Recent improvements in experimental and computational techniques that are used to study the transcriptome have enabled an unprecedented view of RNA processing, revealing many previously unknown non-canonical splicing events. This includes cryptic events located far from the currently annotated exons and unconventional splicing mechanisms that have important roles in regulating gene expression. These non-canonical splicing events are a major source of newly emerging transcripts during evolution, especially when they involve sequences derived from transposable elements. They are therefore under precise regulation and quality control, which minimizes their potential to disrupt gene expression. We explain how non-canonical splicing can lead to aberrant transcripts that cause many diseases, and also how it can be exploited for new therapeutic strategies. PMID:27240813

  15. Molecular analysis of human argininosuccinate lyase: Mutant characterization and alternative splicing of the coding region

    SciTech Connect

    Walker, D.C. ); McCloskey, D.A.; Simard, L.R.; McInnes, R.R. )

    1990-12-01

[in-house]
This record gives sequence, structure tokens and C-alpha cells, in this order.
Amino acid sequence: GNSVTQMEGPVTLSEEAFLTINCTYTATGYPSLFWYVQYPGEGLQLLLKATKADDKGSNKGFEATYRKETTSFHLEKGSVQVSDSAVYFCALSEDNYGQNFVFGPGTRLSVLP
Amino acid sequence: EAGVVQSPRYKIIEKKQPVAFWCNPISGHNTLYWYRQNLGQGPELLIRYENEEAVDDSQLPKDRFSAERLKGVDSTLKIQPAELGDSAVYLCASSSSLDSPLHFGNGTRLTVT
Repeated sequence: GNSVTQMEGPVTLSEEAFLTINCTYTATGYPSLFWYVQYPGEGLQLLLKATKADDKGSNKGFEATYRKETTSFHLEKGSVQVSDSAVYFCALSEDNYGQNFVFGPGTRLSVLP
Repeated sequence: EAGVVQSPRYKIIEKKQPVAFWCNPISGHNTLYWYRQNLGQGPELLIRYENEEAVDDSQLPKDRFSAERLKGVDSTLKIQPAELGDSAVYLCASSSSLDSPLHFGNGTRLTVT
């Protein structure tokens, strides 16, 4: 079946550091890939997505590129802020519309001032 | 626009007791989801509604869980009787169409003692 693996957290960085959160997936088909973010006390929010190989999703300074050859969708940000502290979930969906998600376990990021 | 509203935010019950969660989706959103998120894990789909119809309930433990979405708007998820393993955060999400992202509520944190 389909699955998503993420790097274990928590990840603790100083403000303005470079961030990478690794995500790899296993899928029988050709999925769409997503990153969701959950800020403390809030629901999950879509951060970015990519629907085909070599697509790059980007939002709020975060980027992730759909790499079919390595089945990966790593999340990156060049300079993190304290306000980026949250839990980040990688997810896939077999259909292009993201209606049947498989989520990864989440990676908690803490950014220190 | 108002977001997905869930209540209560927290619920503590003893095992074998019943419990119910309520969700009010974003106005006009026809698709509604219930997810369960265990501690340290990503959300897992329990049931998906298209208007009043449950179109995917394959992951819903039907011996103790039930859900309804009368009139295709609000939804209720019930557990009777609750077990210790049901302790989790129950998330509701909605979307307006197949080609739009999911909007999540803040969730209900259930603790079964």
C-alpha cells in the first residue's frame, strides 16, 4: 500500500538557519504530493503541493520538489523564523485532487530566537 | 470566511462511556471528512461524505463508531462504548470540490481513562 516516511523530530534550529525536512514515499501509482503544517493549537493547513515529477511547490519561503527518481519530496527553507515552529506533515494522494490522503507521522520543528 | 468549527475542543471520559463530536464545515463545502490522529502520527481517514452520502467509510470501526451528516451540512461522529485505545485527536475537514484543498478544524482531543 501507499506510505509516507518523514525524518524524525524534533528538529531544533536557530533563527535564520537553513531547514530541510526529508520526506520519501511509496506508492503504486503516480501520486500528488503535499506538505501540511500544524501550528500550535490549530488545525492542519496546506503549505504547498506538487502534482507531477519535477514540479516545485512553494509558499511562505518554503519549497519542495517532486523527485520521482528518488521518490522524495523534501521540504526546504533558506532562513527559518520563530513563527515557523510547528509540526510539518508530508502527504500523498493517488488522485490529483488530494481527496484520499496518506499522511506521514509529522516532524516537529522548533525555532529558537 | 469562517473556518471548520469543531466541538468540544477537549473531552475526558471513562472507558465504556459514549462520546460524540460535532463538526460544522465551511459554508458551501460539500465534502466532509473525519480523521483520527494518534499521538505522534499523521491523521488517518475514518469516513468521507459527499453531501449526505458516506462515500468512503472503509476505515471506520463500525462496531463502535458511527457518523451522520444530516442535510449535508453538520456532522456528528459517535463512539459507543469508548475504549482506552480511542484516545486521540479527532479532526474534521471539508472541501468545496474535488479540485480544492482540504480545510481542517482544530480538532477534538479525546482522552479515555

Argininosuccinic acid lyase (ASAL) deficiency is a clinically heterogeneous autosomal recessive urea cycle disorder. The authors previously established by complementation analysis that 29 ASAL-deficient patients have heterogeneous mutations in a single gene. To prove that the ASAL structural gene is the affected locus, they sequenced polymerase chain reaction-amplified ASAL cDNA of a representative mutant from the single complementation group. Fibroblast strain 944 from a late-onset patient who was the product of a consanguineous mating, had only a single base-pair change in the coding region, a C-283{r arrow} T transition at a CpG dinucleotide in exon 3. This substitution converts Arg-95 to Cys (R95C), occurs in a stretch of 13 residues that is identical in yeast and human ASAL, and was present in both of the patient's alleles but not in 14 other mutant or 10 normal alleles. They observed that amplified cDNA from mutant 944 and normal cells (liver, keratinocytes, lymphoblasts, and fibroblasts) contained, in addition to the expected 5{prime} 513-base-pair band, a prominent 318-base-pair ASAL band formed by the splicing of exon 2 from the transcript. The short transcript maintains the ASAL reading frame but removes Lys-51, a residue that may be essential for catalysis, since it binds the argininosuccinate substrate. They conclude (i) that the identification of the R95C mutation in strain 944 demonstrates that virtually all ASAL deficiency results from defects in the ASAL structural gene and (ii) that minor alternative splicing of the coding region occurs at the ASAL locus.